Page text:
Congratulations are in order for the Pacific Seas Aquarium team – a spotted eagle ray pup has been born in Baja Bay! A female, the little baby ray is doing fine and already eating solid foods, watched closely and cared for in a special behind-the-scenes Aquatic Animal Care Center (AACC) at Point Defiance Zoo & Aquarium.
And yes, we mean born, not hatched. Although rays (and their shark cousins) are a kind of fish, they fertilize their young internally and give birth live. Unlike mammals, though, rays don’t have a placenta. Instead, the embryos live off a yolk sac, which sustains them for the first few weeks after being born.
And then the fun begins.
“Come on, little one,” murmurs aquarist Tyler, stirring up the water a little with a gloved hand and dropping in some chopped shrimp. “Come and try your shrimp.”
It’s a scene every parent can relate to. The pup, born in May in the Baja Bay habitat, was moved to the AACC precisely for this reason, so that aquarists could monitor and make sure she got enough food without competition from hammerhead sharks, hungry fish and other eagle rays. She’s been eating solid food for a while now (rays are born as miniature adults, fully able to swim and hunt), but so far her favorite is clam tongue.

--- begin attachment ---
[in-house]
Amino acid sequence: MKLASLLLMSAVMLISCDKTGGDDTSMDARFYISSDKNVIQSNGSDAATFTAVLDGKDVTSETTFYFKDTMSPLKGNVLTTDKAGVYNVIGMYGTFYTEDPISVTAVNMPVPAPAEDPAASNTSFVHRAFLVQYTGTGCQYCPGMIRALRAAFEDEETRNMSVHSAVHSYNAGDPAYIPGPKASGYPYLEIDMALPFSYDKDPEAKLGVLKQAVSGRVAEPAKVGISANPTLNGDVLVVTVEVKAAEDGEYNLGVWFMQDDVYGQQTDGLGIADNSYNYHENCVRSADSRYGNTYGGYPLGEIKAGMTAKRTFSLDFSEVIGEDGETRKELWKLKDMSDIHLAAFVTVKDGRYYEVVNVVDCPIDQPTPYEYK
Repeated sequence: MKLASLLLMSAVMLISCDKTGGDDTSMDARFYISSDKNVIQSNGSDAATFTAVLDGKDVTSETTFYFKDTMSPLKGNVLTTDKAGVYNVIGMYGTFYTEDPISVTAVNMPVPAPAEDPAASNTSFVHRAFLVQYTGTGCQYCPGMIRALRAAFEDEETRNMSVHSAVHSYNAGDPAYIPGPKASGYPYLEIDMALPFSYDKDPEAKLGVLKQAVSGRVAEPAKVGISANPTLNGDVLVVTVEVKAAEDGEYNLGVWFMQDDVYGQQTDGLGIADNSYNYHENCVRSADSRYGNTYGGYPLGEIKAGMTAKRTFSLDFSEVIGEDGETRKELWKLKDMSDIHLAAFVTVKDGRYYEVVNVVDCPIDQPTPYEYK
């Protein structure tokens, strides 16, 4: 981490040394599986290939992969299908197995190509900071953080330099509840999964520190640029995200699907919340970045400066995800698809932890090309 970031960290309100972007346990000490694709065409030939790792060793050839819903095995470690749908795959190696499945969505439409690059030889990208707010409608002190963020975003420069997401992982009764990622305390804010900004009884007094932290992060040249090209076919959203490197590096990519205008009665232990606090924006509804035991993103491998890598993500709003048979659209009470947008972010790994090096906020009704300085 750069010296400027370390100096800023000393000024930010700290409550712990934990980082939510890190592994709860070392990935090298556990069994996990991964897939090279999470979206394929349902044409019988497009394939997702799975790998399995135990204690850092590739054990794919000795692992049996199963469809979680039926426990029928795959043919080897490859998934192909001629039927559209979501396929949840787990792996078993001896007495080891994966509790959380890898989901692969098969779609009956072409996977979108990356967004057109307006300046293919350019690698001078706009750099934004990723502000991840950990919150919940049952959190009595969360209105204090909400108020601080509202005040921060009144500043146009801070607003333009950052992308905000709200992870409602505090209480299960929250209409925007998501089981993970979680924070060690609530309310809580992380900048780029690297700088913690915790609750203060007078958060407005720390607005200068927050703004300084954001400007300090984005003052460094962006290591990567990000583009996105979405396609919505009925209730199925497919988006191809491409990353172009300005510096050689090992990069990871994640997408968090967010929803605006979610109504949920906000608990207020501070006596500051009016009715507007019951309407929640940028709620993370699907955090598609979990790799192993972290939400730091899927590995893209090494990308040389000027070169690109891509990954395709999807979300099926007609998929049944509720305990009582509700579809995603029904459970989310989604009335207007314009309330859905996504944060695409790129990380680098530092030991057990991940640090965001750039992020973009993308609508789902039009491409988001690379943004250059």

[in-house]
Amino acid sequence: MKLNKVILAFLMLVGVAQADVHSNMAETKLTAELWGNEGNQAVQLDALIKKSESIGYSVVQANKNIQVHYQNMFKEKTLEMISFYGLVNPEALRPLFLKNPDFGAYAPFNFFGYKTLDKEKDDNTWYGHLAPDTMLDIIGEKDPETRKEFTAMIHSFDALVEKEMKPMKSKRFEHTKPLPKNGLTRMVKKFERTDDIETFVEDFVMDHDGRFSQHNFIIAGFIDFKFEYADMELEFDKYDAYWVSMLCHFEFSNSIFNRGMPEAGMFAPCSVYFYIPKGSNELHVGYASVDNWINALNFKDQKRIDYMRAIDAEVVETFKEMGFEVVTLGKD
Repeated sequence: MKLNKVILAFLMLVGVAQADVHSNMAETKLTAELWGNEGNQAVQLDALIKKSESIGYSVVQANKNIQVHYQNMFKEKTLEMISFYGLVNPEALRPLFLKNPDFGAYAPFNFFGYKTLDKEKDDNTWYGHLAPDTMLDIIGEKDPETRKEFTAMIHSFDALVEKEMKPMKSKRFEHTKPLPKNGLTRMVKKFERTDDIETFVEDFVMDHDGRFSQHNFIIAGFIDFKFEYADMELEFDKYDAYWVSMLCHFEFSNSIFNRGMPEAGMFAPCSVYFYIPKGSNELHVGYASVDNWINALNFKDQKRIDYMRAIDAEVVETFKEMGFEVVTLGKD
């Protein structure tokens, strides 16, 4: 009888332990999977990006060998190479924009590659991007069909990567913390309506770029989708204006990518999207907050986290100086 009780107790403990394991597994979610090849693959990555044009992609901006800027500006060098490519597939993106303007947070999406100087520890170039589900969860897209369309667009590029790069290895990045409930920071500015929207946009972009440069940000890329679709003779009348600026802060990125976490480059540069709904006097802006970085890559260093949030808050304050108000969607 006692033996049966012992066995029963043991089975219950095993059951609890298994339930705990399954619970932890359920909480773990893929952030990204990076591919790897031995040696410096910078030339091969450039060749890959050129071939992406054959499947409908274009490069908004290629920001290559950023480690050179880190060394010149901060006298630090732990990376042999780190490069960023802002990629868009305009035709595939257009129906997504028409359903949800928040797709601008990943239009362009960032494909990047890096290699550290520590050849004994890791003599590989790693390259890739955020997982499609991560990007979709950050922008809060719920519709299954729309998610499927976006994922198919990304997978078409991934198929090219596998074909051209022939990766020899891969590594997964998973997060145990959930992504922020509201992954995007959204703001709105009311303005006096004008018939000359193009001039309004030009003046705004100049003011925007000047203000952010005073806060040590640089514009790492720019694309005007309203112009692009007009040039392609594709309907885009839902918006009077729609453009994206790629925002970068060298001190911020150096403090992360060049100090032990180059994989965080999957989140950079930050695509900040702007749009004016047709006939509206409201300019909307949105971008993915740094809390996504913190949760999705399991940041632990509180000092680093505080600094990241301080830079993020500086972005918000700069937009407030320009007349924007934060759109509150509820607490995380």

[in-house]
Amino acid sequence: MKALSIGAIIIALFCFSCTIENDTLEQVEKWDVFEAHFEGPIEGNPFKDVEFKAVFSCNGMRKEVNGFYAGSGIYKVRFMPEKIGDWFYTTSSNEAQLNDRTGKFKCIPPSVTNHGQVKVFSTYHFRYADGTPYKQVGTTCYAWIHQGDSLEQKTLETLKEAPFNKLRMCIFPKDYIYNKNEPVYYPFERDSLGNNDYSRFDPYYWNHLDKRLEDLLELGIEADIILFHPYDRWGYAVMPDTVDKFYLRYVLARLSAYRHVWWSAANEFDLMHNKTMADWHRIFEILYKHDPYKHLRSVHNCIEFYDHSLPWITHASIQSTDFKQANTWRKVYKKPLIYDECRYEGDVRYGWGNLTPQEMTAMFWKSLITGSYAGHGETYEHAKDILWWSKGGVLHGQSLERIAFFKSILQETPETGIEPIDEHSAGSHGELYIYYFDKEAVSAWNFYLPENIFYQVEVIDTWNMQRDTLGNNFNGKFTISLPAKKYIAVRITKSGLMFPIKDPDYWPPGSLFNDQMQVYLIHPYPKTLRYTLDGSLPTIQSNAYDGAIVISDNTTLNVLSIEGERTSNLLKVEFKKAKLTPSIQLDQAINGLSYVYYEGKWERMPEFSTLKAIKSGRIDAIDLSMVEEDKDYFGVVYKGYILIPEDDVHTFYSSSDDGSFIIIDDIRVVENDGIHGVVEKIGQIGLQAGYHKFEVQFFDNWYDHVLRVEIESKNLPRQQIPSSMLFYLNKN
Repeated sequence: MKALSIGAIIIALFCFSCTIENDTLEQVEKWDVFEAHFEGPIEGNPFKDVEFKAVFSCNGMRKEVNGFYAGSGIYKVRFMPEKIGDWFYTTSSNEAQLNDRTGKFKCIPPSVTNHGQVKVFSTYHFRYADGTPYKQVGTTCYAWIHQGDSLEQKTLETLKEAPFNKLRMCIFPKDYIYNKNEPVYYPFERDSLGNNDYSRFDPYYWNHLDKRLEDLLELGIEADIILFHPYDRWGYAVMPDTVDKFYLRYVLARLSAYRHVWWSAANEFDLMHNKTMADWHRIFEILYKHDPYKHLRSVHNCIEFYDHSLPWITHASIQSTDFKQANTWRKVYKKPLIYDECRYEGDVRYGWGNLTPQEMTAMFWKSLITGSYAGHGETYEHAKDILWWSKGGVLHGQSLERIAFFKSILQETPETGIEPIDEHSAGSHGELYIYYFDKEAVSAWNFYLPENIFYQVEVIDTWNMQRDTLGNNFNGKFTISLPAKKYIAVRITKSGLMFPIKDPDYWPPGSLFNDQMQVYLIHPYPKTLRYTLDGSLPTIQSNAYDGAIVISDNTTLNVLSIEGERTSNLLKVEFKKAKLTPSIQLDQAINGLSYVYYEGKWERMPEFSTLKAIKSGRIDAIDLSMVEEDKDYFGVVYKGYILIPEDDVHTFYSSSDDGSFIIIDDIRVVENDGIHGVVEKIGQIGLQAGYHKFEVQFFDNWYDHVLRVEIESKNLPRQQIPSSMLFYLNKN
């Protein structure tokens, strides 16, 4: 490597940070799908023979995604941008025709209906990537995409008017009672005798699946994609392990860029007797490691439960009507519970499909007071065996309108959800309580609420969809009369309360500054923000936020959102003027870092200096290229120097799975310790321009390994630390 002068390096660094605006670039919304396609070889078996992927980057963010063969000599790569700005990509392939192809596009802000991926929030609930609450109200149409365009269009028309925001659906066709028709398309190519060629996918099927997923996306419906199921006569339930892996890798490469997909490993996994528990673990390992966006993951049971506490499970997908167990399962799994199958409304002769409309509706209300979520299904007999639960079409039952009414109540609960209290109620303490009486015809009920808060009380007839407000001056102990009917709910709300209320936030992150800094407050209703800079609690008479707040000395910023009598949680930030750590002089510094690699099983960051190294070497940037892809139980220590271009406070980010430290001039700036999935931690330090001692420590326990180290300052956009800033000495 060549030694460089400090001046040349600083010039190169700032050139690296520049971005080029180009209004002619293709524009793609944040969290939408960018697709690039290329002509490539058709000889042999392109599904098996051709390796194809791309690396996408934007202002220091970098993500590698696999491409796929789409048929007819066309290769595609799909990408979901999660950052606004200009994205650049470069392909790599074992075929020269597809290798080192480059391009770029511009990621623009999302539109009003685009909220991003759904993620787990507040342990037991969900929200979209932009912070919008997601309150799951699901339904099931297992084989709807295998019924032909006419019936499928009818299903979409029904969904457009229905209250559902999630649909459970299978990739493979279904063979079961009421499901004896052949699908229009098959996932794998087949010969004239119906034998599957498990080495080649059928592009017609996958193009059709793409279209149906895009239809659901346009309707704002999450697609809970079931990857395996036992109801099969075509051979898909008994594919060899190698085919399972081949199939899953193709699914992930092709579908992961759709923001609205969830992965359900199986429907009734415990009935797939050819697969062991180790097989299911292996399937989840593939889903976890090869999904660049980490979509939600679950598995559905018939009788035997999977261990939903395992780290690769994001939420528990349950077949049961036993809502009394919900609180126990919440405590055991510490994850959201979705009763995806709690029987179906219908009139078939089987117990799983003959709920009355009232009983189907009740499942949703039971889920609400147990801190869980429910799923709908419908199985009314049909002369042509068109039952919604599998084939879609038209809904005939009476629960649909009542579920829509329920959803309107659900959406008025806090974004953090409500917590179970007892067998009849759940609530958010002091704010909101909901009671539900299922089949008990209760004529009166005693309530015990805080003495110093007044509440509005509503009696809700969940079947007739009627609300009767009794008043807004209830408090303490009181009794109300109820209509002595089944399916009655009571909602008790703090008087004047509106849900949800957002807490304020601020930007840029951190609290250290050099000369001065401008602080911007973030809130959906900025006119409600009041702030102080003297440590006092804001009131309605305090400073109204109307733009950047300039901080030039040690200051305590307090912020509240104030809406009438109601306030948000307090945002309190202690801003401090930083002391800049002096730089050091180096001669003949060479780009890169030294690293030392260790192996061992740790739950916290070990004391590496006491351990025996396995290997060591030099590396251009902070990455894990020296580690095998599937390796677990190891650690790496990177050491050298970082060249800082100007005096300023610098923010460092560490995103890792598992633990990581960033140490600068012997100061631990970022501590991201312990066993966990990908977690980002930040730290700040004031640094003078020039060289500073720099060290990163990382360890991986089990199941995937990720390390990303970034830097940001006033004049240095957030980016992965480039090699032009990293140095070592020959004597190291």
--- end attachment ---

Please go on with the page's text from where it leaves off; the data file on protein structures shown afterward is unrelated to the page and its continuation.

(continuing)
But like human infants, she needs to broaden her palette – and today is the first day for shrimp.
As Tyler watches from above, the baby ray glides over the shrimp pieces and ignores them, flipping one wing briefly out of the water. Tyler smiles.
“We’ve tried squid, too,” he explains, watching the ray closely as she swims. “In the wild, they do eat a lot of clams, sifting through the sand with their nose to smell them out. I’m pretty sure she smells this shrimp. We’ll just see what she does with it. I’m thrilled she’s eating solid food.”
As well as feeding three times a day, aquarists clean the pup’s private habitat, and will eventually give her enrichment items to get her accustomed to sharing her environment. Next door in the AACC an eagle ray pup born exactly a year ago, Nacho, is exploring a wavy green stem of artificial kelp. At around six feet from head to tail tip, with a three-foot wingspan, he’s not yet adult-size (spotted eagle rays can grow to 11 feet wide) but about twice as big as the baby female.
He also now a big fan of shrimp.
The veterinary team visits regularly to monitor the baby ray’s health, and the water quality is tested daily.
Eventually, both eagle ray pups will be big enough to move in with adults, most likely in other aquariums elsewhere to give everyone maximum space.
Suddenly, the baby ray dips down to the floor and scoops up a shrimp morsel in her small mouth.
“There you go!” says Tyler with satisfaction.